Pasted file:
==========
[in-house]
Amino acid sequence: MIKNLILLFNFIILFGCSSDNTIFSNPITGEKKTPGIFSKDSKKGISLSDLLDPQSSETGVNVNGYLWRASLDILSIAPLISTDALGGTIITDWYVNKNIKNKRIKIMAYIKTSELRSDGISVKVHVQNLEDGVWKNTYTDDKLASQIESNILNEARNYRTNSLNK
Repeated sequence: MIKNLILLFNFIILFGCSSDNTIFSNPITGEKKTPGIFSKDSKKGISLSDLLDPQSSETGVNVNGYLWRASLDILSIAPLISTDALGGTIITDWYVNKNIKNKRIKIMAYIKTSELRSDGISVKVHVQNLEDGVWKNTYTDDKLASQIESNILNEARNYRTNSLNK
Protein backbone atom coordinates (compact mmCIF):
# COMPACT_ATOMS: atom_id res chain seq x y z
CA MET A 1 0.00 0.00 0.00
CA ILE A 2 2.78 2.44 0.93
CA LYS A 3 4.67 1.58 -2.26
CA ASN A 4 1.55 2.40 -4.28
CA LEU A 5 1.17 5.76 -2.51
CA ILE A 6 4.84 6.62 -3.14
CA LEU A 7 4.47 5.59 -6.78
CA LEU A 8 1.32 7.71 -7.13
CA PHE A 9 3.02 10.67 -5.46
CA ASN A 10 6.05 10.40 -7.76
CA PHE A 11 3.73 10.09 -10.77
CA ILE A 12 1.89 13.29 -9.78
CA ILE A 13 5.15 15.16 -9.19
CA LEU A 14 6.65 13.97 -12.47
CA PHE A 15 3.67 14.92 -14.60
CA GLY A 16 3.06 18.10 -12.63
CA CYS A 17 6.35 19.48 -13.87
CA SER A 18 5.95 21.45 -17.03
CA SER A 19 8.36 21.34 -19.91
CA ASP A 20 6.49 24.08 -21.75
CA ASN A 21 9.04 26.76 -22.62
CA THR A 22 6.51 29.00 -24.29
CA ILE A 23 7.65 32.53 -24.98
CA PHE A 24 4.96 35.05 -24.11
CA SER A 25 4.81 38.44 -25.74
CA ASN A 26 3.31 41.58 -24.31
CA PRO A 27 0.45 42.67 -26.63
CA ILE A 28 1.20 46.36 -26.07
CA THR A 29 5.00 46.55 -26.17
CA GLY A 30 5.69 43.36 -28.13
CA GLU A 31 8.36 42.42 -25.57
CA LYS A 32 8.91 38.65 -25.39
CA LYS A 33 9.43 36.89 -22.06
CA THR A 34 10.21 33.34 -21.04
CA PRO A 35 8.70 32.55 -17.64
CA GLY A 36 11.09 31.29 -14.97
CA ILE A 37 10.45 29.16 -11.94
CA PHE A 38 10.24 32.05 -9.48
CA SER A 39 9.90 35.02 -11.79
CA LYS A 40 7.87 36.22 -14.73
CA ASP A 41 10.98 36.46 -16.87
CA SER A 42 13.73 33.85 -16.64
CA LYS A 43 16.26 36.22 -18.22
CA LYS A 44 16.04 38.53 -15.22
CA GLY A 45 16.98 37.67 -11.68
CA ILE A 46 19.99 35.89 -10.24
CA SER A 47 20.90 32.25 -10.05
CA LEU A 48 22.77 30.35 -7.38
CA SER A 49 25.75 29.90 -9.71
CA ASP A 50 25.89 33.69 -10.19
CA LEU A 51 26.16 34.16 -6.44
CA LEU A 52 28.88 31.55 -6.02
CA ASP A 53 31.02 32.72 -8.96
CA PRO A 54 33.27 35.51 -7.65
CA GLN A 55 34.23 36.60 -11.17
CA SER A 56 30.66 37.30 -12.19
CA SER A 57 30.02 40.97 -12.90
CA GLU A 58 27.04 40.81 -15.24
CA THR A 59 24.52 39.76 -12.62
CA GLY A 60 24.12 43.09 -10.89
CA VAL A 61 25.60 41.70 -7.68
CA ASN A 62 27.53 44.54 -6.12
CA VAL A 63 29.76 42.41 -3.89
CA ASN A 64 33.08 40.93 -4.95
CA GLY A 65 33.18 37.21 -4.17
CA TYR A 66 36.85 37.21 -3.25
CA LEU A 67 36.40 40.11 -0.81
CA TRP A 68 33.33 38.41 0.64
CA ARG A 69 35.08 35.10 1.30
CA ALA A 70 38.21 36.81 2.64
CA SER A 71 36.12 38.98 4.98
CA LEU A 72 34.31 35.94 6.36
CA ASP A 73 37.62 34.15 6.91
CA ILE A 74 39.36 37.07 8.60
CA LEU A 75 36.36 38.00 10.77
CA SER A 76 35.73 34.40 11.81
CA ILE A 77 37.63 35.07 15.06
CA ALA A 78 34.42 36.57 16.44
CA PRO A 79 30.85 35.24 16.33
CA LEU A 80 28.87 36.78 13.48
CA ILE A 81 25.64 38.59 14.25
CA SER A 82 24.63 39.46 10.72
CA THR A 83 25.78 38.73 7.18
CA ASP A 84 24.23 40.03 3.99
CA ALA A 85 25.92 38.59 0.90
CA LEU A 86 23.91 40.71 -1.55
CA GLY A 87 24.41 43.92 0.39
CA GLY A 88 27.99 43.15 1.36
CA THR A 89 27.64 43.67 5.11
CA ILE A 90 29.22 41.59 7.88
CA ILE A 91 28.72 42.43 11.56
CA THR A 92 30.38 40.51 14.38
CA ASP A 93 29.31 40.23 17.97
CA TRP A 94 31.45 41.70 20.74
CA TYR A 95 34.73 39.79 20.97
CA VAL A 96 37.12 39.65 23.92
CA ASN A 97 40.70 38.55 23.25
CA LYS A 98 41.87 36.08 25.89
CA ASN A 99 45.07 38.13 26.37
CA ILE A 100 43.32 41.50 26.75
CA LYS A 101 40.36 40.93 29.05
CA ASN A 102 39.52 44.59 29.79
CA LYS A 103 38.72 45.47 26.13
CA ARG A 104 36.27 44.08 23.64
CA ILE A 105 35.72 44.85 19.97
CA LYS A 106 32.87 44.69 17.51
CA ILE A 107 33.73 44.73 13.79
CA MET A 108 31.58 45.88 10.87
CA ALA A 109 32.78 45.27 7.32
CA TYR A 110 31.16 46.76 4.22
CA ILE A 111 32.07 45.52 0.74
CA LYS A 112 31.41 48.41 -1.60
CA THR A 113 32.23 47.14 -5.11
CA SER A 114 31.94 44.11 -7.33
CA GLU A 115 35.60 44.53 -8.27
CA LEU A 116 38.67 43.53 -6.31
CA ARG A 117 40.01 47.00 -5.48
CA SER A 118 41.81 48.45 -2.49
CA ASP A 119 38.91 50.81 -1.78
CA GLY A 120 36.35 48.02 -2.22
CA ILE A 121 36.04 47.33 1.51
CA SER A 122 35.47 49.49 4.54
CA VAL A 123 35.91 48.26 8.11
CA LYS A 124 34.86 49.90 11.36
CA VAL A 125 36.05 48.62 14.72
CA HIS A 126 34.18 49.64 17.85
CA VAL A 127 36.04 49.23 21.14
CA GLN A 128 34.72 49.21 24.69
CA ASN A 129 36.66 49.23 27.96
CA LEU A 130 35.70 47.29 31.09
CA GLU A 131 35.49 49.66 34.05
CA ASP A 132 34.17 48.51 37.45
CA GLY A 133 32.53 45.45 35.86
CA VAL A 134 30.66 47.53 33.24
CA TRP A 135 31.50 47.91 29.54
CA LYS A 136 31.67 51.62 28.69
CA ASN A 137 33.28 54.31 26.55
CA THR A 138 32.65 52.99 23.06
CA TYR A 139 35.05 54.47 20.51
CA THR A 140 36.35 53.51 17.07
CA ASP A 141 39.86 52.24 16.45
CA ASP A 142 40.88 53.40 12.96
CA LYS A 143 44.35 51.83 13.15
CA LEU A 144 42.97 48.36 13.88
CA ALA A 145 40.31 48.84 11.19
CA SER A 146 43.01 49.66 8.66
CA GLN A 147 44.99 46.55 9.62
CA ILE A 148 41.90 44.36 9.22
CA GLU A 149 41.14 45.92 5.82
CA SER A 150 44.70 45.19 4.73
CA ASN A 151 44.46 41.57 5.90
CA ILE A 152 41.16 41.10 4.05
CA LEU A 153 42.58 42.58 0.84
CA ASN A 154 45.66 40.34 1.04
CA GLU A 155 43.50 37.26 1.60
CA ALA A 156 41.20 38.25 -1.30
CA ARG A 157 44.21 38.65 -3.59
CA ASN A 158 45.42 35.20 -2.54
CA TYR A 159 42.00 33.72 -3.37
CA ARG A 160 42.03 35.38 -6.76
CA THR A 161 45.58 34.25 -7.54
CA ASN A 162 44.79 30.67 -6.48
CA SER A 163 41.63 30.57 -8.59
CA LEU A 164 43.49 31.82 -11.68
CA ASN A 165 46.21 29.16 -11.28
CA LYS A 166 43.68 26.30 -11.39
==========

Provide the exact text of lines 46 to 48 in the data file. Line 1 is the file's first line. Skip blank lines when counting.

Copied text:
CA ASP A 41 10.98 36.46 -16.87
CA SER A 42 13.73 33.85 -16.64
CA LYS A 43 16.26 36.22 -18.22